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Vol. 19, No. 6, 2020
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Robert J. Lewis
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curse or cure




Deep pockets and empty hearts rule the world.
We unleash them at our peril.
Stephen Molyneux,

I saw America's economy last night,
people raiding dumpsters at a higher rate than normal in my home town.
Digging through garbage shouldn't be a career.
Thanks Democrats. Thanks Republicans
Carroll Bryant

If there is anything that will finally dismantle
the modern democracies of the West,
it will be the . . . angry reduction of politics
to the hyper camps of left and right.
Rex Murphy

Our danger is that, invaded by the external,
we may be driven out of ourselves, left with our inner selves empty,
and thus become transformed into gateways on the highway
through which a throng of objects come and go.
Ortega y Gasset


The word socialism comes from the Latin socius, meaning companion, partner, ally or association, and from sociale, to combine or share. The dictionary defines a society as “an aggregate of people living together in an ordered community,” sharing the same public spaces and subscribing to a common culture. As a political-economical theory, the term socialism became current in the middle of the 19th century in England as a reaction to both conservatism and liberalism for having lost sight of, degraded the notion of partnering and sharing -- the centerpieces of any meaningful social contract. Socialism argued that free market capitalism did not adequately provide for the equitable distribution of the nation’s goods and services.

From the Industrial Revolution onward, free market capitalism has presided over the emergence of two distinct economic classes: the haves and have-nots. Today, the richest 1% of Americans own more than 35% of the wealth.

Unlike free market capitalism where the means of production are in the hands of private enterprise, socialism advocates state ownership as the most effective means of addressing the public interest (roads, sanitation, education, medical research, policing), since, as Kenneth Galbraith noted in The Affluent Society, the individual regards his personal wants as inherently superior to public wants and shouldn’t be expected to esteem his public library’s acquisition budget more than his Rolls Royce collection. Implicit in socialist doctrine is a critique of human nature: the hoarding instinct and the Bob Marley “no care for me no care for you” reflex. In countries that produce more than they consume, socialism operates under the conviction that no one should be made to suffer from want in the midst of plenty. As both a political and economic theory, socialism attempts to restore the original meaning of partner and ally in the term socius.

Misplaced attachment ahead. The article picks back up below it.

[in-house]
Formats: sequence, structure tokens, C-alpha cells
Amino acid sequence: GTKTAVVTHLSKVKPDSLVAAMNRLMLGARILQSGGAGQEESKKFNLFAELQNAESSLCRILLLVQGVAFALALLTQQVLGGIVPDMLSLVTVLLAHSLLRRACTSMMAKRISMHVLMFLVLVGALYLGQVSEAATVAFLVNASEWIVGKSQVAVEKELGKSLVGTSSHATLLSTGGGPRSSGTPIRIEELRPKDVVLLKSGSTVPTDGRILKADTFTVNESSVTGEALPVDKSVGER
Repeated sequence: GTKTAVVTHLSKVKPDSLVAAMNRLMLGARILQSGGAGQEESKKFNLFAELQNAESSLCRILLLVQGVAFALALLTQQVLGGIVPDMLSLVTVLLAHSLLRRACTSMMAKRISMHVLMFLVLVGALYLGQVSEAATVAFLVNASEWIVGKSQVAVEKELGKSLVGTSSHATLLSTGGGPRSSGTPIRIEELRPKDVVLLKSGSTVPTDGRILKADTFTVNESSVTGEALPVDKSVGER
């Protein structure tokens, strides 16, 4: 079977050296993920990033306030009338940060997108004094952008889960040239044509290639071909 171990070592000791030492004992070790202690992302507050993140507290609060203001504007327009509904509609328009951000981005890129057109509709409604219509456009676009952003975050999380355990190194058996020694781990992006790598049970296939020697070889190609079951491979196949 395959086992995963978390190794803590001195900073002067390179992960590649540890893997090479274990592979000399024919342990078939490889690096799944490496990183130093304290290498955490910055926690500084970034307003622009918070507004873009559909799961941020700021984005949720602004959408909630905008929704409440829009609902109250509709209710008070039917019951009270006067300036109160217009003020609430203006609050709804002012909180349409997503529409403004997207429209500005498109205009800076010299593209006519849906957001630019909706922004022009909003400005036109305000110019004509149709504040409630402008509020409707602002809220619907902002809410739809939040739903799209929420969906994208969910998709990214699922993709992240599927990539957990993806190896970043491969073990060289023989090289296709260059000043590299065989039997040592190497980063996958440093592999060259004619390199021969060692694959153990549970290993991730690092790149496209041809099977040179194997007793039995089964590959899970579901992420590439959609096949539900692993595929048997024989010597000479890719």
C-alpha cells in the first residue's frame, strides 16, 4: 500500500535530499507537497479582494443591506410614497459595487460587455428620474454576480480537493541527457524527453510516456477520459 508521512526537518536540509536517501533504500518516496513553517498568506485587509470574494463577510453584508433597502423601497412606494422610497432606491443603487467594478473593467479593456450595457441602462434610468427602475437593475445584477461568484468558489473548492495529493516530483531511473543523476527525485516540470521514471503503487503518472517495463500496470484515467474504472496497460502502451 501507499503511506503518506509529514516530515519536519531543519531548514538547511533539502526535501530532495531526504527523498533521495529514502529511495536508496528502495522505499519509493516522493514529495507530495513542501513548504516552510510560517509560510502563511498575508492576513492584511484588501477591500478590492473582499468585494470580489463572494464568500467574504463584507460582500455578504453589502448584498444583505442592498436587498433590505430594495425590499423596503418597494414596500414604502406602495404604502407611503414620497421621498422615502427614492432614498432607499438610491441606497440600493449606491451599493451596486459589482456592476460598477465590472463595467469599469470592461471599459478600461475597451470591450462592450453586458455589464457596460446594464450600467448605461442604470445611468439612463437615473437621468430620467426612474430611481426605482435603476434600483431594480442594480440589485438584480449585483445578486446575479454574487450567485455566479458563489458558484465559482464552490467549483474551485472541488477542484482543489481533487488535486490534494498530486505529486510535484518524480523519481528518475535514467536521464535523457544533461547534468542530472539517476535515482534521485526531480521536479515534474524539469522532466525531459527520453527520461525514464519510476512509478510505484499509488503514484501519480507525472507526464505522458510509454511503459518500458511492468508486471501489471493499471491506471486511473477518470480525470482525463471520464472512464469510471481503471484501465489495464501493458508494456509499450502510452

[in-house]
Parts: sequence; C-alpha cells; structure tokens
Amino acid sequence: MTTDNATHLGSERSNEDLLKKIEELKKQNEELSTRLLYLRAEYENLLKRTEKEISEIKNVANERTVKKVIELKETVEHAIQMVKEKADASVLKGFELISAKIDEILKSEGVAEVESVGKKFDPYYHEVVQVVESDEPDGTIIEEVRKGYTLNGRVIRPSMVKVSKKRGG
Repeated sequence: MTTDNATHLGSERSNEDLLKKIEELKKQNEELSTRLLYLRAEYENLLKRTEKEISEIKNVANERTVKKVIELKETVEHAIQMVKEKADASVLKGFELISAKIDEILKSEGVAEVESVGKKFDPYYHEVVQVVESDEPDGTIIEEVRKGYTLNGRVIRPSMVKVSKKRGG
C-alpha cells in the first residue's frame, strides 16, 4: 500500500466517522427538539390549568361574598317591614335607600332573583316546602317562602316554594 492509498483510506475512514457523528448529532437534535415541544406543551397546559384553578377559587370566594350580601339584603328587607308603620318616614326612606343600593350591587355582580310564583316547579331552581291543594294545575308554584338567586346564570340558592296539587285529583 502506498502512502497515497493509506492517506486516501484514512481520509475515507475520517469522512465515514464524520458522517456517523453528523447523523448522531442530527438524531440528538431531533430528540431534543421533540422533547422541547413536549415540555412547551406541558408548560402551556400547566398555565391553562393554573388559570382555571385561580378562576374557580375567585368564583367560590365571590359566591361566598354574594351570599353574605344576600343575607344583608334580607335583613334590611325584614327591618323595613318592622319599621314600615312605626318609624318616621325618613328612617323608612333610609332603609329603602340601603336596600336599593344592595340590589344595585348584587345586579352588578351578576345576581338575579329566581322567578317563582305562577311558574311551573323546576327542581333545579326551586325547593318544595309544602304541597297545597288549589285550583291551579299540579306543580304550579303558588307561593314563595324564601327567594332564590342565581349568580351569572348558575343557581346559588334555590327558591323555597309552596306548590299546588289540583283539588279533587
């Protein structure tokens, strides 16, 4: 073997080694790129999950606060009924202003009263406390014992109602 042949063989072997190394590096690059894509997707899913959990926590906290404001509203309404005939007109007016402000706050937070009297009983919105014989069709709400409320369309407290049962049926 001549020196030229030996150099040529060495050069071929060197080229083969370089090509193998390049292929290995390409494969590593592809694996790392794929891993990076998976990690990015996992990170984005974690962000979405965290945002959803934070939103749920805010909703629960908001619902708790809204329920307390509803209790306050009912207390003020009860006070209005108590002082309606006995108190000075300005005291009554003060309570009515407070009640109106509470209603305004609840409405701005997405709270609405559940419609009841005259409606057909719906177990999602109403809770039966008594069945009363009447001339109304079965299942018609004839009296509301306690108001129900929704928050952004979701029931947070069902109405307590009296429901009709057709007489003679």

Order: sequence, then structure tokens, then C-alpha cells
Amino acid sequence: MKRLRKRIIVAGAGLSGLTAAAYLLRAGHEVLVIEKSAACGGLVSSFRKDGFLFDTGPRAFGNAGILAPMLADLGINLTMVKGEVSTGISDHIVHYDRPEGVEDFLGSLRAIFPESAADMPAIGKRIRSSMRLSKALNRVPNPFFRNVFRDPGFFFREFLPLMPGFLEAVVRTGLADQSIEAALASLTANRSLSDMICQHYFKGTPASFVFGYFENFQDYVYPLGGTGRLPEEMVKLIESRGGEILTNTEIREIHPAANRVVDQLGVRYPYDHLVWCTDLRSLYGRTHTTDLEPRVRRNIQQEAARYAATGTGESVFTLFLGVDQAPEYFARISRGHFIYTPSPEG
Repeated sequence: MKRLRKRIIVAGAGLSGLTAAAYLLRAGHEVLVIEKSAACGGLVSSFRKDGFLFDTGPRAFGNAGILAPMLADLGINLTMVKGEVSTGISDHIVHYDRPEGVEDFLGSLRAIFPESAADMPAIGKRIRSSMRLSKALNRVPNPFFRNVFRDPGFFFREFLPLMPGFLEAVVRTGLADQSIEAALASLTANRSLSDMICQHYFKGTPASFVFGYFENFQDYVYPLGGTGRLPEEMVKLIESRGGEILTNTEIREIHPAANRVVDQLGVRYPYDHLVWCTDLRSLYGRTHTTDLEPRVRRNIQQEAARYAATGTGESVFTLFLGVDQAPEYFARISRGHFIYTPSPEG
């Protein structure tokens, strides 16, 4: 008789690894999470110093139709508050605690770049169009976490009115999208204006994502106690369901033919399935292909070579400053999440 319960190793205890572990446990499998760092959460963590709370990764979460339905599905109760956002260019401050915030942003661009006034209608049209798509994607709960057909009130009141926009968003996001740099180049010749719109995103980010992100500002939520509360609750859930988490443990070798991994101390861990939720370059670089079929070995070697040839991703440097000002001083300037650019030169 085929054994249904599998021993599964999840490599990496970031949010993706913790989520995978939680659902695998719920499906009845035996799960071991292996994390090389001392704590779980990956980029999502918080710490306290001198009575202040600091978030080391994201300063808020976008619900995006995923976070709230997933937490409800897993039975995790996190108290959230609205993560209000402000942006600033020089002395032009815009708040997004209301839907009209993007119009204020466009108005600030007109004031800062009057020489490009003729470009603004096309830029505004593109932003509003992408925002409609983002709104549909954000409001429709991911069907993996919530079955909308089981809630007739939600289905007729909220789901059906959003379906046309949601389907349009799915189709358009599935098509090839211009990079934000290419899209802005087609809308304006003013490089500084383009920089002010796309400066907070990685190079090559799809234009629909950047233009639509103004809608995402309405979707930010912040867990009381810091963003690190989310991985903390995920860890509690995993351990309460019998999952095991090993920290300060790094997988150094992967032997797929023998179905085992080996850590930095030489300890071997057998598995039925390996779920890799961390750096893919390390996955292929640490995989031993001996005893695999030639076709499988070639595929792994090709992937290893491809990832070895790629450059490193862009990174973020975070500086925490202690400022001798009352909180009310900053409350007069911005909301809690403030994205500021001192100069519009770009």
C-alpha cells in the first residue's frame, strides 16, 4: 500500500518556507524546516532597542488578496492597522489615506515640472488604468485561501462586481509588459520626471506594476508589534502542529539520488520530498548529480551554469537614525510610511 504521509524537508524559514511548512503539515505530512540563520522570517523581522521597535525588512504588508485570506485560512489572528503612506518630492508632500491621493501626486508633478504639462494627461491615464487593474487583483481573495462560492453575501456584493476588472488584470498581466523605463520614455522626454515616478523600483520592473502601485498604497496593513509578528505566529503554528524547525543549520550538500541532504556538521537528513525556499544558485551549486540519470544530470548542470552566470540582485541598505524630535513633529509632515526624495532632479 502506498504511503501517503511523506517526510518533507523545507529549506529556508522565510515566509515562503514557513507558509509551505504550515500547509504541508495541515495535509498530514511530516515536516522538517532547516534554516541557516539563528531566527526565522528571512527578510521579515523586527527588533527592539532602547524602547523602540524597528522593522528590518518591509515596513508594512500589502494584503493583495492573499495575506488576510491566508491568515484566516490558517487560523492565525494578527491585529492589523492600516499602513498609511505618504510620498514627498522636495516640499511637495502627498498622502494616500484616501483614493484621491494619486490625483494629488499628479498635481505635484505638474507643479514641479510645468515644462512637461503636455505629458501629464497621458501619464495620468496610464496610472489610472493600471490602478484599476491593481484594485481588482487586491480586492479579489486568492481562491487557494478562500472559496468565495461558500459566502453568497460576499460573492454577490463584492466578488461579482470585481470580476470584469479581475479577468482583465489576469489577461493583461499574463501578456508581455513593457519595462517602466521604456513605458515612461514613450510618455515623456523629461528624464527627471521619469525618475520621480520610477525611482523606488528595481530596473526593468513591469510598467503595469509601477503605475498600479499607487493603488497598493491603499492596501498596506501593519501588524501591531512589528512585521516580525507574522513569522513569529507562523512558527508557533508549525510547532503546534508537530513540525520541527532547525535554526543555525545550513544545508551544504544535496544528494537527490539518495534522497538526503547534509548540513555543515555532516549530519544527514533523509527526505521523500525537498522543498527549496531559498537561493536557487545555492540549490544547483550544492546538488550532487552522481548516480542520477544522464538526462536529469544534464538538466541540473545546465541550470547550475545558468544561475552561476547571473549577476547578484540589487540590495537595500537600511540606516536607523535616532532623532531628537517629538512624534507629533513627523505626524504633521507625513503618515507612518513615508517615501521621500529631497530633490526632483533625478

The spirit that animates socialism must not be confused with the deformations imposed by Marxism (Stalinism) that calls for the abolition of private property, ‘total’ state ownership of the means of production and banning religion. We note that it took less than a century and a death toll that confounds the mind for Communism to collapse on foundational principles that failed to take into account human nature.

In today’s debased political climate that forfeits all pretence to civility, no one in the Democratic party is advocating for the elimination of private property, the proscribing of religion or turning in toto the means of production over to the state. To imply otherwise is as disingenuous as it is mean spirited, the ploy of the demagogue and last retort of the tolerant-challenged for whom the perfect world is the one made in his image or op-ed piece. To even suggest that Bernie Sanders, for example, wants America to be refashioned in the image of a Marxist command economy and single-party rule is a misrepresentation that borders on calumny, and yet this is the great lie the radical right is bruiting, defaulting to demonization and prevarication for lack of fact and sound argument.